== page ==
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The Russian state-owned shipping company Sovcomflot controls only 30% of the “shadow” tankers. In contrast, the rest are controlled by a mass of opportunistic traders eager to make quick profits on Russian oil.

Identification and growth of “shadow” tankers

Before Russia invaded Ukraine, only 13% of the oil volume leaving Russian ports was transported by “shadow” tankers. However, as of July 2023, this figure has more than tripled to 42%. Since the start of the invasion, those vessels have been used at a greater pace – showing up in Russian ports much more frequently.

In 2021, 51 “shadow” tankers, each carrying volumes between 750,000 and 1 million barrels, were used to transport Russian crude oil. Their number doubled to 103 by the end of 2022. Another 43 were added in the first half of 2023. According to CREA, 146 “shadow” tankers were transporting Russian crude oil from January through July.

The number of smaller vessels transporting Russian oil products, with a volume of 150,000 to 200,000 barrels, has also increased, but less significantly: from 154 in 2021 to 223 in July 2023. 

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Nevertheless, more than half of Russian oil and oil products are still transported by tankers owned or insured by companies registered in the countries of the sanctions coalition.

Since the introduction of sanctions against Russian oil, 59% of crude oil vessels and 62% of oil product vessels leaving Russian ports have been insured in countries that implement price-capping policies.

Ship-to-ship transfers: method by which Russia skirts oil sanctions

Russia is trying to hire all available tankers from the global “shadow” fleet, including those that have been transporting Iranian oil. However, many third-party owners of “shadow” tankers seem reluctant to make their vessels available for trade with Russia on a permanent, exclusive basis.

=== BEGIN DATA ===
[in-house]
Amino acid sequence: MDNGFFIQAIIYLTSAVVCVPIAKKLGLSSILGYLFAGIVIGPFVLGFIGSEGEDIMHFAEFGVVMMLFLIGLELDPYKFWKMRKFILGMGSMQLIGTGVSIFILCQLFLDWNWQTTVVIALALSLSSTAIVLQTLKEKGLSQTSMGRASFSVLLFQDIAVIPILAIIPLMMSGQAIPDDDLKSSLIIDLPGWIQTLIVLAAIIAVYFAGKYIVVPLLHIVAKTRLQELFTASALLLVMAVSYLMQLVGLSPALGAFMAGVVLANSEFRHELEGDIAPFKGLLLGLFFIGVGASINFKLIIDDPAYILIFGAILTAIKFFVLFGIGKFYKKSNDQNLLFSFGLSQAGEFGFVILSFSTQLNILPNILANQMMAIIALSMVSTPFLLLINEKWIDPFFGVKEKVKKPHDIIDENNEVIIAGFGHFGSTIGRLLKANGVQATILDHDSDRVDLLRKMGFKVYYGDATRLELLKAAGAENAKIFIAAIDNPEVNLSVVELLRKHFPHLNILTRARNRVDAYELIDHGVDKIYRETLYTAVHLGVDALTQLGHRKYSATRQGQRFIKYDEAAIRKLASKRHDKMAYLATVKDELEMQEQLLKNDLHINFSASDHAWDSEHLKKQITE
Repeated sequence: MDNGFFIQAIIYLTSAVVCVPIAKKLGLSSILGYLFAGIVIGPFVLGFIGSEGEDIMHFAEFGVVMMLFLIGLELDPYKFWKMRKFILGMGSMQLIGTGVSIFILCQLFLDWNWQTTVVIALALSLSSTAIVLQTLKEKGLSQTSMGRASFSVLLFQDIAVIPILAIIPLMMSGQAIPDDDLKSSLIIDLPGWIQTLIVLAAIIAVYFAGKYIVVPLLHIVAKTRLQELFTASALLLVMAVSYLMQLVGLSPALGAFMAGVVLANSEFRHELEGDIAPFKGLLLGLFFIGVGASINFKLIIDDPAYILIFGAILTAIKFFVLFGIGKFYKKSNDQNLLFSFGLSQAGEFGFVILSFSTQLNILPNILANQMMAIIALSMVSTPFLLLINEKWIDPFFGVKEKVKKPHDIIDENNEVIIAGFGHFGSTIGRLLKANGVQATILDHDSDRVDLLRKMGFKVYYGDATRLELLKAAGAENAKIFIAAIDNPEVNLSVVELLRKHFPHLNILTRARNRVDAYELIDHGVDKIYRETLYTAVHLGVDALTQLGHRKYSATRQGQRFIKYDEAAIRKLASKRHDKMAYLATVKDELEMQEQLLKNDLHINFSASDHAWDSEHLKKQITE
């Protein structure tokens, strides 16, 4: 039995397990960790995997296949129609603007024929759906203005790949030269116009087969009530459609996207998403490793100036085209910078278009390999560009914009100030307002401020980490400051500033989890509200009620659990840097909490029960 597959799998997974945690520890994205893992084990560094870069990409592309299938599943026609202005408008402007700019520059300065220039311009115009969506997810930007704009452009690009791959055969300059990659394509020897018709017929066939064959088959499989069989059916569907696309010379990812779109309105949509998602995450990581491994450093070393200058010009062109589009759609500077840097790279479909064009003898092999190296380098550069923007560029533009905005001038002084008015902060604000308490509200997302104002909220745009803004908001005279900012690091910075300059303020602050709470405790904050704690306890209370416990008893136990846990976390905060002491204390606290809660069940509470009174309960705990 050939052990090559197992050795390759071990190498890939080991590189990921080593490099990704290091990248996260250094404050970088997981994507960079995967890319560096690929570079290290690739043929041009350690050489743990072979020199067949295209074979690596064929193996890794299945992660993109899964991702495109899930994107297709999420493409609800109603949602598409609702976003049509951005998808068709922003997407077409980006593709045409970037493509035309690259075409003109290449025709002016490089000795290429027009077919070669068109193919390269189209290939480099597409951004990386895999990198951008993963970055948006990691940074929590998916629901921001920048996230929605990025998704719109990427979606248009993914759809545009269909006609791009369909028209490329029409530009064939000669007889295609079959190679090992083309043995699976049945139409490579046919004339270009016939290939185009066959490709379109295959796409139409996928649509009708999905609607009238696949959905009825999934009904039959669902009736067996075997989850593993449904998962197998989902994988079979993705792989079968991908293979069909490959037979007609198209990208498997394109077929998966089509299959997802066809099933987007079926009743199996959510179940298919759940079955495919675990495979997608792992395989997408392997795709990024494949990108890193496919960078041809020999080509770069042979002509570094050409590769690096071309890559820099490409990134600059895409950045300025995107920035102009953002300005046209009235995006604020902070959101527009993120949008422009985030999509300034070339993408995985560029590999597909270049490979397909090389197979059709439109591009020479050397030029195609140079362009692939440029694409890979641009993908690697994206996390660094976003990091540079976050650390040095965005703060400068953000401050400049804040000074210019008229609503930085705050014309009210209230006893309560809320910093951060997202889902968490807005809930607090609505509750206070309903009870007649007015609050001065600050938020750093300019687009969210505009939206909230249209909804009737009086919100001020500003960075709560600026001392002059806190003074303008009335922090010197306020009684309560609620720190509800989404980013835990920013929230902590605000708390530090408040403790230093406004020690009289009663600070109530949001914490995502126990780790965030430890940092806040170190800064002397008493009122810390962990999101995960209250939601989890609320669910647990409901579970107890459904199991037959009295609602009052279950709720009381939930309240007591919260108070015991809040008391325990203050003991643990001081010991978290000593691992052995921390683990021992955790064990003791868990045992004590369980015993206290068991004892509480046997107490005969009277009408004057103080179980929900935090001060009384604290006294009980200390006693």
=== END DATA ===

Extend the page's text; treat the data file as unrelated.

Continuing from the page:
In addition, many are not inclined to offer their vessels for lease under time charter agreements. They acknowledge the risk of their tankers being banned from entry to most of the key customer ports and eventually scrapped as useless if the United States and EU would really tighten the sanctions.

Since the sanctions on Russian oil came into effect in December 2022, the number of “shadow” tanker voyages increased by 82% to an average of 60 voyages per month by July 2023, and oil volume increased by 78% to 6.4 million tons per month.

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Despite Russia’s efforts to attract the maximum number of “shadow” tankers and increase the frequency of their voyages, there is still insufficient capacity to transport most of the Russian oil destined for the world market. Ship-to-ship transfers that mask the origin of the oil are ways that traders are illegally enabling Russian oil onto global markets at high prices, helping to fund the war against Ukraine.

Due to insufficient “shadow” tanker capacity available to ship the majority of Russia’s oil, exporters rely on tankers owned and insured in countries implementing the oil price cap. During periods when prices are above the oil price cap, tankers owned and insured in countries implementing the policy are still transporting Russian oil.

These owners or insurers are therefore violating the policy by falsifying attestation documents that suggest the price is, in fact, paid below the $60 per barrel level required to facilitate Russia’s oil exports.

Aging “shadow” fleet carrying Russian oil poses disaster risk

Observation of ship-to-ship (STS) transfer operations in the Mediterranean Sea, conducted by Ukrainian volunteer analysts based on Marine Traffic data, revealed 33 STS operations and 66 vessels involved in the transshipment of Russian oil from 30 July to 23 September. Of these vessels, 52 are over 15 years old, and 43 do not have reliable Western P&I insurance.

Such activities are obviously fraught with the risk of oil spills and accidents with potentially catastrophic environmental consequences, but the EU has so far turned a blind eye. Risks are exacerbated by the fact that “shadow” tankers often turn off automatic identification systems (AIS) to conceal their movements and participate in STS operations.